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Mitch Richmond, Tim Hardaway headline Hall of Fame’s 2012 nominees

 

The nominees for the Naismith Memorial Basketball Hall of Fame’s Class of 2012 have been announced, and they include some familiar names. Mitch Richmond, Tim Hardaway, and Vlade Divac lead the new player nominees, while Jerry Krause, the general manager during the Bulls Dynasty era, is also up for election.

They join the returning nominees, including Reggie Miller, Bernard King, Don Nelson, Mark Jackson, Spencer Haywood, George McGinnis, Ralph Sampson, Paul Westphal, Mel Daniels, Louie Dampier, Rudy Tomjanovich, Dick Bavetta, Theresa Weatherspoon, Jennifer Azzi, Slick Leonard, Dick Motta, Al Attles, Sarunas Marciulionis, Rick Pitino, Cotton Fitzsimmons, and Jim Valvano.

Richmond and Hardaway are best known for teaming with 2011 Hall member Chris Mullin in Golden State to form Run-TMC, the dynamic, run-and-gun team coached by Nelson.

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Richmond played 14 seasons in the NBA (seven with the Sacramento Kings), and won an NBA Championship with the Los Angeles Lakers in 2002. He was also a six-time All Star, winning All-Star MVP honors in 1995, was named the 1989 Rookie of the Year, and was an Olympian twice, winning bronze in 1988 and gold in 1996. Richmond was named to the All-NBA Second Team three times and the All-NBA Third Team twice during his career. He finished his career with 20,497 points for a career average of 21.0 points per game.

Hardaway never won an NBA title during a 13-year career spent with the Warriors, Heat, Mavericks, Nuggets, and Pacers, but he still managed to assemble a solid résumé. Hardaway, known in his prime for his killer crossover, was a five-time All Star, was named to the All-Rookie First Team in 1990, and was named to five All-NBA Teams during his career (First Team once, Second Team three times, Third Team once). And like Richmond, he won a gold medal in 2000 with Team USA. Hardaway finished his playing career with career averages of 17.7 points and 8.2 assists.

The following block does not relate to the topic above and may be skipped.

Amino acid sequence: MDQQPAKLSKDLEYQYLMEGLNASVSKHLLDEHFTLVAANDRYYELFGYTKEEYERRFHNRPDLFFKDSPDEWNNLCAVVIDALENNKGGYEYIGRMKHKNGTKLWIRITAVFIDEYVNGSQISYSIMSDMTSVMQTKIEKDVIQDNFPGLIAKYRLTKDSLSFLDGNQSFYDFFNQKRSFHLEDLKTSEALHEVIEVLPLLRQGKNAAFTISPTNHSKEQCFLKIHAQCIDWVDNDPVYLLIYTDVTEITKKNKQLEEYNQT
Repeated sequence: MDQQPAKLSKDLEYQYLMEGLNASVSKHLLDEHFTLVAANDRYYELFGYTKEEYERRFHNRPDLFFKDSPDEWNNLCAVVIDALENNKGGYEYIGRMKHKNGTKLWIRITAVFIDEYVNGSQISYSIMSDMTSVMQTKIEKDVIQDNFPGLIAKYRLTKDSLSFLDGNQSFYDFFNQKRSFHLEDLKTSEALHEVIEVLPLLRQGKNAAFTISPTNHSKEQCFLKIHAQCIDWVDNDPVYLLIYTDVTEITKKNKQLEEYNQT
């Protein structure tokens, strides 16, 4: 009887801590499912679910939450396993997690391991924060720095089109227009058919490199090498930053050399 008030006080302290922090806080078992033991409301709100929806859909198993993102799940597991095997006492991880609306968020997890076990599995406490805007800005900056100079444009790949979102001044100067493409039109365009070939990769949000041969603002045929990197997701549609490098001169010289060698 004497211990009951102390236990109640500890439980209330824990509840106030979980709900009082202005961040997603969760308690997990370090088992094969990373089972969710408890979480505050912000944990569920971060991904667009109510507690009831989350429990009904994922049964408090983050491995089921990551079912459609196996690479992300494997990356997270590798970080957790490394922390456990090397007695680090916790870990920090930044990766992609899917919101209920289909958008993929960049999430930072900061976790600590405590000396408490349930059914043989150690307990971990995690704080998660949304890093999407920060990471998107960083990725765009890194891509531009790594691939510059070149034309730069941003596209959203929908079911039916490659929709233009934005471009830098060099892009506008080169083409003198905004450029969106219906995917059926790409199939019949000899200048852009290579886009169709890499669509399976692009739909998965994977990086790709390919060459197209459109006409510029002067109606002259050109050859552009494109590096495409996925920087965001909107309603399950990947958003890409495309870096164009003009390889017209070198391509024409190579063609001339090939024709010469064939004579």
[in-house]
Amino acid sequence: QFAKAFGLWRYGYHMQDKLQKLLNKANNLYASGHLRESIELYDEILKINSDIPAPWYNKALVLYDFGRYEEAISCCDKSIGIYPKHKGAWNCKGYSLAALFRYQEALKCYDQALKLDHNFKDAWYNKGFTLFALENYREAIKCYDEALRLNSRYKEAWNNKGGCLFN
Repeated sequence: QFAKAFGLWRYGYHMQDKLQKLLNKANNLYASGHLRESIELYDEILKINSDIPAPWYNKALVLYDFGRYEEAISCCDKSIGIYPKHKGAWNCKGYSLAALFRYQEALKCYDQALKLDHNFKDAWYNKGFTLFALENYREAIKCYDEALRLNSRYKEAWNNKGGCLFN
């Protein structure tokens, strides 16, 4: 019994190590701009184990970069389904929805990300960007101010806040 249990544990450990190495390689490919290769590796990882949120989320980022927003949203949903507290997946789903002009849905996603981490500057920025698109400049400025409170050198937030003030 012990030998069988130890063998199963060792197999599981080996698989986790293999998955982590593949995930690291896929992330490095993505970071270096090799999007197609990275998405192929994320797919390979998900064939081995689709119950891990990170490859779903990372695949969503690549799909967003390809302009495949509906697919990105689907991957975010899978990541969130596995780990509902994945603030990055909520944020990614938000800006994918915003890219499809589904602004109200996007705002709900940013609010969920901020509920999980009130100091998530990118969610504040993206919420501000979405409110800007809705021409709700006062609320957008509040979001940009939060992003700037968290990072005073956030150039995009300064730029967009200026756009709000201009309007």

Yet it will be interesting to see whether Hardaway’s anti-gay remarks, made back in 2007 upon hearing former NBA player John Amaechi was gay, will affect his bid for induction; however, he has since apologized for his comments and worked with many gay and lesbian groups to help create awareness of issues surrounding the LBGT community.

 


Divac, if elected, will likely get in as much for helping to internationalize the game as for his on-court achievements. Divac spent 16 seasons in the NBA, split between the Lakers, Kings, and Charlotte Hornets and posted career averages of 11.8 points and 8.2 rebounds per game. He was named to the 1990 All-Rookie First Team and was an All Star in 2001. While he showed a nice shooting touch and terrific passing ability, he may be best known for his penchant for flopping against opponents (like Shaquille O’Neal).

Krause is best known as the architect of the Michael Jordan-led Bulls teams that won six titles. Krause did not actually draft Jordan but did acquire Scottie Pippen’s draft rights, hired Phil Jackson and Tex Winter, drafted Horace Grant and Toni Kukoc, and traded for Dennis Rodman before the 1995-96 season. He is also credited with helping to draft Earl Monroe, Jerry Sloan, and Wes Unseld while working for the Baltimore Bullets.

 

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By: Eric Lorenz
ProBasketball-fans.com Staff Writer


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